Absence makes the heart grow fonder

It was with the B-sides that things felt fresh and relevant, though. Maybe it was a case of absence making the heart grow fonder, maybe it was just a case of these songs having room to breathe without ghosts of the past, but the add-ons were fresh and lively.

‘I Will Believe’ was a revelation, retaining its fresh-faced innocence, perfectly preserved after being locked away all these years. ‘Lock All The Doors’ was a neat turn, but even though I know why it didn’t happen, Liam helming the High Flying Birds version would have made it a much better song.

Again, though, we returned to the absence of The Chief. For all that Liam is the guy you need to bawl his heart and lungs out, Noel’s your man for pathos and balancing world-weary with slight optimism. ‘Half The World Away’ was beautiful, the first real moment where we all came together. It’s not just a B-side; with the Royle Family and John Lewis chucking money at it, it’s a song that lives within so many of us. The sad passing of Caroline Aherne only enhanced its poignancy, becoming a simple song that’s so much bigger than the strings and handclaps.

From great to Godlike

If Noel was on this and ‘D’Yer Wanna Be A Spaceman?,’ they’d have been elevated from great to Godlike, which is what Liam aspires to. Then again, ‘Cigarettes and Alcohol’ was just the song to get us back on track with the album revelry. 

The brazen steal of the T-Rex lift and swaggering sneer masks a song that is as relevant today as it was then. If Billy Bragg wrote this damning indictment of life for youths, it would be taught in schools. Thirty years on, and if anything, things are worse for youngsters, who can blame them for thinking there’s no hope apart from the escape you give yourself.

Do you need me to talk you through the encore of ‘Supersonic,’ ‘Slide Away,’ and ‘Live Forever?’ These are songs etched on people’s skin, burned into people’s hearts. There will be memories of people no longer with us, folk we no longer see or speak with, places that no longer exist that cling to every bar and line of these songs, and you felt that in the room. Liam was tremendous on ‘Slide Away,’ bellowing through a love song like few others.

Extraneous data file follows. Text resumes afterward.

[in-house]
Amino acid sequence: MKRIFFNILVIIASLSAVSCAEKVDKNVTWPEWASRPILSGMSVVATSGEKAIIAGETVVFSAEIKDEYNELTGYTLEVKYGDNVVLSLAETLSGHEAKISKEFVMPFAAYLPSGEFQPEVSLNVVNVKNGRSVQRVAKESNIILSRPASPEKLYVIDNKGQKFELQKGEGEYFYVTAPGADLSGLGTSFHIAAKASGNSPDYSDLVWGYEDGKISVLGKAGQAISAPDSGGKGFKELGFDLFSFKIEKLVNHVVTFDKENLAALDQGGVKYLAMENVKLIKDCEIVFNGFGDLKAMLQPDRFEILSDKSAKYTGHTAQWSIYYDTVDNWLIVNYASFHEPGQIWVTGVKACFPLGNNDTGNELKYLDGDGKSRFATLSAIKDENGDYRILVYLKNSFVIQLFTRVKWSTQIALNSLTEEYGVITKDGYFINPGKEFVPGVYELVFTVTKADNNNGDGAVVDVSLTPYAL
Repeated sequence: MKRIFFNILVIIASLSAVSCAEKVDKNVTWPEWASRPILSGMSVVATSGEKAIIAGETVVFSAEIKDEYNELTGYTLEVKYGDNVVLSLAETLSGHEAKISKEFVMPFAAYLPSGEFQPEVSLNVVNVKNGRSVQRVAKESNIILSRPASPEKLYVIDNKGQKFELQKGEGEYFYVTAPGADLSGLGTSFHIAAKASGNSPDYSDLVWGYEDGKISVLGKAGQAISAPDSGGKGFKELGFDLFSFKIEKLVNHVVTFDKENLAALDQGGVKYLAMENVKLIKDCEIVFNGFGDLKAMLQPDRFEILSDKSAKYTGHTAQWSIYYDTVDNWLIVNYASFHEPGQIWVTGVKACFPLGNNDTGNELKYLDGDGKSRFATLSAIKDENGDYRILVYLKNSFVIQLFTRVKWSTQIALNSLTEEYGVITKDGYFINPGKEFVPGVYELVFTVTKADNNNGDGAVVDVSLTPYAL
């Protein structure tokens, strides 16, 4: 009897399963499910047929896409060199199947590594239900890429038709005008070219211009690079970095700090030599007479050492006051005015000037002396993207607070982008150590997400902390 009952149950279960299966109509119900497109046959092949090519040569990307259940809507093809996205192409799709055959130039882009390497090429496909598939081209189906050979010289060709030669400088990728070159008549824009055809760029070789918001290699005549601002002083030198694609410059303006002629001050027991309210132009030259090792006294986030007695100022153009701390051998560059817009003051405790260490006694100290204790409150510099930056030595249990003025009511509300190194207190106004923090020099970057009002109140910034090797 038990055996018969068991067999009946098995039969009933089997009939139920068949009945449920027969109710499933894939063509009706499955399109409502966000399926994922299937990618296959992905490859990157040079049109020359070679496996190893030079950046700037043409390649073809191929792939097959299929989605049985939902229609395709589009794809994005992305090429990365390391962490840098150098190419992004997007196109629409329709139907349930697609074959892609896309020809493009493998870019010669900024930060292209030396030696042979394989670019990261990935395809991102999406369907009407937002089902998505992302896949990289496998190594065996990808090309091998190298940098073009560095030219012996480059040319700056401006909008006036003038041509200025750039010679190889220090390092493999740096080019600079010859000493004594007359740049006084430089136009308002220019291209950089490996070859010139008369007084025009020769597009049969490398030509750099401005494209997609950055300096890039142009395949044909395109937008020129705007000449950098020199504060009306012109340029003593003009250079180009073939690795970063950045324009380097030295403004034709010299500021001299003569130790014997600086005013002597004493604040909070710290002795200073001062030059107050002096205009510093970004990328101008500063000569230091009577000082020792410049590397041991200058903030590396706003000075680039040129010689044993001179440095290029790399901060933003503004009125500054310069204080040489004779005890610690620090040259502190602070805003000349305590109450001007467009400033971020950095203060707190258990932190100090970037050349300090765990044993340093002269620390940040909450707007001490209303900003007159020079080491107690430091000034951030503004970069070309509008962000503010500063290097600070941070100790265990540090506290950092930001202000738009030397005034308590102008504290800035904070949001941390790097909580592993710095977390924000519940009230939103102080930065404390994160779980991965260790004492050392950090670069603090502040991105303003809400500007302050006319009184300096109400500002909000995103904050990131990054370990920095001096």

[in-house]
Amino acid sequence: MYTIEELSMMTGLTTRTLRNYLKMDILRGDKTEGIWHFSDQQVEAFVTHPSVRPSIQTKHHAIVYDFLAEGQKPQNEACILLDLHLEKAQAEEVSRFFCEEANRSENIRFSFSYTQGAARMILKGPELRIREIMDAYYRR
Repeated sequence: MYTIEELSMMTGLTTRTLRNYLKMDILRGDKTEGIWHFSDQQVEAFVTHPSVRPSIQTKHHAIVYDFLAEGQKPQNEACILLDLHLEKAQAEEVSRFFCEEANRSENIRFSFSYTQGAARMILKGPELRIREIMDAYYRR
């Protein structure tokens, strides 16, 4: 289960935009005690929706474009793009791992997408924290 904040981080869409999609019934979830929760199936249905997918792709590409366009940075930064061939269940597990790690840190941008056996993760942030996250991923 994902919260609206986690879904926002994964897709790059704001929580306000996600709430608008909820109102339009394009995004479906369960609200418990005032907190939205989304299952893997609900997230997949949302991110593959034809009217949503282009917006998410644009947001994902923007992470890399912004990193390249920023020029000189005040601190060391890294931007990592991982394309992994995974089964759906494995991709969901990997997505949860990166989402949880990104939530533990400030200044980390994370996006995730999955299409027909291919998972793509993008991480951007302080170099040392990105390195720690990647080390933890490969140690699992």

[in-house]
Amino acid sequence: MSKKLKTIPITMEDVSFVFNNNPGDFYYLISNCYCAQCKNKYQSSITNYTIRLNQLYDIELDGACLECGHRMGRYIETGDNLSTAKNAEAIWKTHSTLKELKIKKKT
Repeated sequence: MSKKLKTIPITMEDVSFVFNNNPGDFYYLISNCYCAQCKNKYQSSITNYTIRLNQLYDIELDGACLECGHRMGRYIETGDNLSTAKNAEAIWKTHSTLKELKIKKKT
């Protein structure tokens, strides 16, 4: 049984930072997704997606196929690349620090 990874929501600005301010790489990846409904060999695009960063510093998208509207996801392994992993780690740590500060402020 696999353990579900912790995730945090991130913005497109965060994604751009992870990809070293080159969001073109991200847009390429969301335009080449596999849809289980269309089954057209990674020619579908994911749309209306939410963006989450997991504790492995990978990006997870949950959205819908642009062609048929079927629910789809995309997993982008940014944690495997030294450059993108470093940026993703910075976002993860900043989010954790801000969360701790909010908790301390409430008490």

Psychedelic bite



The last song of the night, as with all great Oasis gigs, was ‘I Am The Walrus.’ John Lennon’s trip through Lewis Carroll, reimagined with feedback and psychedelic bite. For one last time, you were back there, picturing the chaos, inhaling the stench of sweat and smoke, making sure you had one blast before you knew you’d be thrown out into the cool of the evening, shivering like a serviceable villain. Here, it was good; it wasn’t what it was, but paraphrasing from ‘Shock Of The Lightning,’ gigs are a time machine, and while we can’t go back, your mind can see those days clearer than you have done in years.

Away from the songs, there wasn’t much to focus on. The stage was neatly presented, tapping into the album cover, and you’ll never be unhappy watching Bonehead. The chat was minimal, albeit with relevant nods to the football and the band’s Glasgow history. The rest of the band were completely interchangeable, and being honest, the drums were quite lumpy and leaden. Now, you might suggest that’s spot on, but let’s not be cruel, Tony McCarroll was the punching bag in the band, he doesn’t need more abuse now.

Songs aging better than…

None of that matters; you have the songs and the frontman that defined an era in the UK, and it all stands up to this day (yes, standing up with its hands behind its back in front of a mic). Was it the same as it was? Of course not, and neither am I…and let’s be honest, these songs have aged better than I have!

As said at the start, this tour changes nothing for anyone with an opinion either way on Oasis. These shows, though, and no doubt the TRNSMT set, made a hell of a lot of people happy, and if you’re too miserable to allow others to find joy in something they like, even when you don’t like it yourself, you deserve everything that falls your way.

No matter what time you’re talking about, these could be the best days of your life; it’s down to how you make the most of it.

Photo Credits: Andy Reilly